DFW Ignores Guilty Plea of Voter Fraud By Liberal Group Tied To Democrats

On Monday, as reported by the Seattle Times, three workers for the far left elections group ACORN pled guilty to one of the largest cases of voter fraud in Washington history (h/t Michelle Malkin).

Three of seven defendants in the biggest voter-registration fraud scheme in Washington history have pleaded guilty and one has been sentenced, prosecutors said Monday.

The defendants were all temporary employees of ACORN, the Association of Community Organizations for Reform Now, when they allegedly filled out and submitted more than 1,800 fictitious voter-registration cards during a 2006 registration drive in King and Pierce counties.

No votes were cast in the names of the phony voters. Prosecutors said the defendants committed fraud in order to keep their jobs without actually registering voters.

King County election workers brought the fraud to the attention of prosecutors last October, after noticing that signatures on many registration forms looked like they had been written by the same person.

Ryan Olson, 28, of Needles, Calif., was the first to be sentenced. He pleaded guilty Thursday in King County Superior Court to two counts of providing false information on a voter-registration application, a felony. Court Commissioner Kenneth Comstock sentenced him to 30 days in jail or in electronic home detention, the sentence recommended by prosecutors, said Dan Donohoe, spokesman for the King County Prosecutor's Office.

Tina Johnson, 24, of Tacoma, and Jayson Woods, 20, of Elkridge, Md., also have pleaded guilty to eight counts each of registration fraud. Donohoe said prosecutors have recommended 120 days of jail for each of them using the same formula applied to Olson: 15 days for each count.

Brianna Debwa, 35, of Tacoma; Robert Greene, 56, of Tacoma; and Clifton Mitchell, 45, of Lakewood, Pierce County, have pleaded not guilty and are scheduled to appear in court in November. Kendra Thill, 19, no known address, was charged with voter fraud and is wanted for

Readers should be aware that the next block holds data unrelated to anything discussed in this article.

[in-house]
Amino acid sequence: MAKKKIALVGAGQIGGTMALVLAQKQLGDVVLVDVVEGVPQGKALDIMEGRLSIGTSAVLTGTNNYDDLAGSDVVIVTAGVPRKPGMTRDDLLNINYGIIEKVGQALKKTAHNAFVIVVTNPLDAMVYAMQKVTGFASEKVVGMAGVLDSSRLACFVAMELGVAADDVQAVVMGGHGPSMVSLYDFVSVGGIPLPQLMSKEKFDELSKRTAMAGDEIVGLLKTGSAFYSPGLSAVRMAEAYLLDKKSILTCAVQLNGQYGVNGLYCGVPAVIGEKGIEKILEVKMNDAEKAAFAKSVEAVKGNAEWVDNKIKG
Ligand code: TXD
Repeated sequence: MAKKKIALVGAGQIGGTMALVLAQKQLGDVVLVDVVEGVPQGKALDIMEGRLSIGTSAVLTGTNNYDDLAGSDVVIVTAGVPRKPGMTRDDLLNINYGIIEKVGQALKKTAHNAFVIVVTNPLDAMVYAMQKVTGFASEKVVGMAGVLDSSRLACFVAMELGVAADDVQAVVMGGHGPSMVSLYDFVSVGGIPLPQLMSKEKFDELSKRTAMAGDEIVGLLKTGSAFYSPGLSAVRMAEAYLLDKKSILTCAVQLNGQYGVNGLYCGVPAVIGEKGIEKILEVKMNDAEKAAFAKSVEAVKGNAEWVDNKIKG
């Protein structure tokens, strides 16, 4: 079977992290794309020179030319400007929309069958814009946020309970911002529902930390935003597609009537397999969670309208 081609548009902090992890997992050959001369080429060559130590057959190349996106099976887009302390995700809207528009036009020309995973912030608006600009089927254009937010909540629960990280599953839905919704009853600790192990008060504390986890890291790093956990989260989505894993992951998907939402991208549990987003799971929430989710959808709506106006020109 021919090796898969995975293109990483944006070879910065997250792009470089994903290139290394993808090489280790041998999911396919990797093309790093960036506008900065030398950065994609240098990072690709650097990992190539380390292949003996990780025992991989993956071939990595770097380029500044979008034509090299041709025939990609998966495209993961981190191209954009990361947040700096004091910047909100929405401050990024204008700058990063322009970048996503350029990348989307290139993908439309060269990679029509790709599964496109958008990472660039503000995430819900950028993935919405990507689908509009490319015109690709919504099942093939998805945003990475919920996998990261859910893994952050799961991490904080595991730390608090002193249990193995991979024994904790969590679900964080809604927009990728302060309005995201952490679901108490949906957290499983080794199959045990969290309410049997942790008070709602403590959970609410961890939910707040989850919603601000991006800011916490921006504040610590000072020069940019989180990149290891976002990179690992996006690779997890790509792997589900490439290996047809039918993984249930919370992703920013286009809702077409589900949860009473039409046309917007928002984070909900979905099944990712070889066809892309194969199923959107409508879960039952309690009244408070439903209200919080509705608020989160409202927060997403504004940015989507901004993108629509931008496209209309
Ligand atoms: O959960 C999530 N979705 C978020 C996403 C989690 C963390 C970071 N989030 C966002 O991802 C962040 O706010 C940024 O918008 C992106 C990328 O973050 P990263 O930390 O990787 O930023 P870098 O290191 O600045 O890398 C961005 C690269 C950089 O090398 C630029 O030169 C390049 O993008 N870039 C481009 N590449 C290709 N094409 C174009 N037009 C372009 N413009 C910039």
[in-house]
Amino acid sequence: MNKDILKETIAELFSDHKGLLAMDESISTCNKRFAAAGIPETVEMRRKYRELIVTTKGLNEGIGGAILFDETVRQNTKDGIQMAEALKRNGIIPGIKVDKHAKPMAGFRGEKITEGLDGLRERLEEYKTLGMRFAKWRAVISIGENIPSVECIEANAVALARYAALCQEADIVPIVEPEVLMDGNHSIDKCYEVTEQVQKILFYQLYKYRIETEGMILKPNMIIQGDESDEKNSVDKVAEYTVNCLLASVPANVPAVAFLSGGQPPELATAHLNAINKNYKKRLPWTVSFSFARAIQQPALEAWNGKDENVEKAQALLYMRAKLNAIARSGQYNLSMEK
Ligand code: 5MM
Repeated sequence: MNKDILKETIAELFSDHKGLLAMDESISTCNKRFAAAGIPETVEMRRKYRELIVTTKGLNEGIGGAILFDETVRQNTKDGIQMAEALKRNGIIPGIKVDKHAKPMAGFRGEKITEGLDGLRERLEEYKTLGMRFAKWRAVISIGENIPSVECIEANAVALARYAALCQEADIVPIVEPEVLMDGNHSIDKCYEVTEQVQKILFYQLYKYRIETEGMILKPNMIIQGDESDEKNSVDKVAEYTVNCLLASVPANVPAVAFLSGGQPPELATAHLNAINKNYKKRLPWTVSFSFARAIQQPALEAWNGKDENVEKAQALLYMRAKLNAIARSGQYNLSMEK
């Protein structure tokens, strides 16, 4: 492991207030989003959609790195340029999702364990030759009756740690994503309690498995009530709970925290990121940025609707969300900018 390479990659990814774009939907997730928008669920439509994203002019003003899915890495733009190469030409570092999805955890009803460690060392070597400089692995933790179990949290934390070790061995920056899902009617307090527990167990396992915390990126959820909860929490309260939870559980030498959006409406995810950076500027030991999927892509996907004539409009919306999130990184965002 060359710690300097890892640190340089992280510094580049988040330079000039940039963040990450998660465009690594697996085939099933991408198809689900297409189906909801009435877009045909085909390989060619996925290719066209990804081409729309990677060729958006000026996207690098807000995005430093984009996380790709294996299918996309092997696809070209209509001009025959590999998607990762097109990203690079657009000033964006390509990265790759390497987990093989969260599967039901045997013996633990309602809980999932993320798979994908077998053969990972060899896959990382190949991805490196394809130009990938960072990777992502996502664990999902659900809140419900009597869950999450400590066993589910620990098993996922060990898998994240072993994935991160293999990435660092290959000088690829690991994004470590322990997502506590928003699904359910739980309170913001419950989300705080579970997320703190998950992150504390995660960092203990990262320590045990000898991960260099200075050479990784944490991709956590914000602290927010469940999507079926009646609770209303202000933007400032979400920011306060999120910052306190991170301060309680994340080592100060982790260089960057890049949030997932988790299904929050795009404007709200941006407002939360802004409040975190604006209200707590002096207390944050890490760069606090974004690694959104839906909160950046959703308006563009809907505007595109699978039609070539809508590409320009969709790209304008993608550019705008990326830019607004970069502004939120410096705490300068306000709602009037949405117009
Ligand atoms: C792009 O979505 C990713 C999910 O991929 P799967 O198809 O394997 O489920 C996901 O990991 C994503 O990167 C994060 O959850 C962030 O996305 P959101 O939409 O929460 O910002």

failure to appear in court.

Here's a little more background on ACORN from the Wall Street Journal:

So, less than a week before the midterm elections, four workers from Acorn, the liberal activist group that has registered millions of voters, have been indicted by a federal grand jury for submitting false voter registration forms to the Kansas City, Missouri, election board. But hey, who needs voter ID laws?

We wish this were an aberration, but allegations of fraud have tainted Acorn voter drives across the country. Acorn workers have been convicted in Wisconsin and Colorado, and investigations are still under way in Ohio, Tennessee and Pennsylvania.

The good news for anyone who cares about voter integrity is that the Justice Department finally seems poised to connect these dots instead of dismissing such revelations as the work of a few yahoos. After the federal indictments were handed up in Kansas City this week, the U.S. Attorney's office said in a statement that "This national investigation is very much ongoing."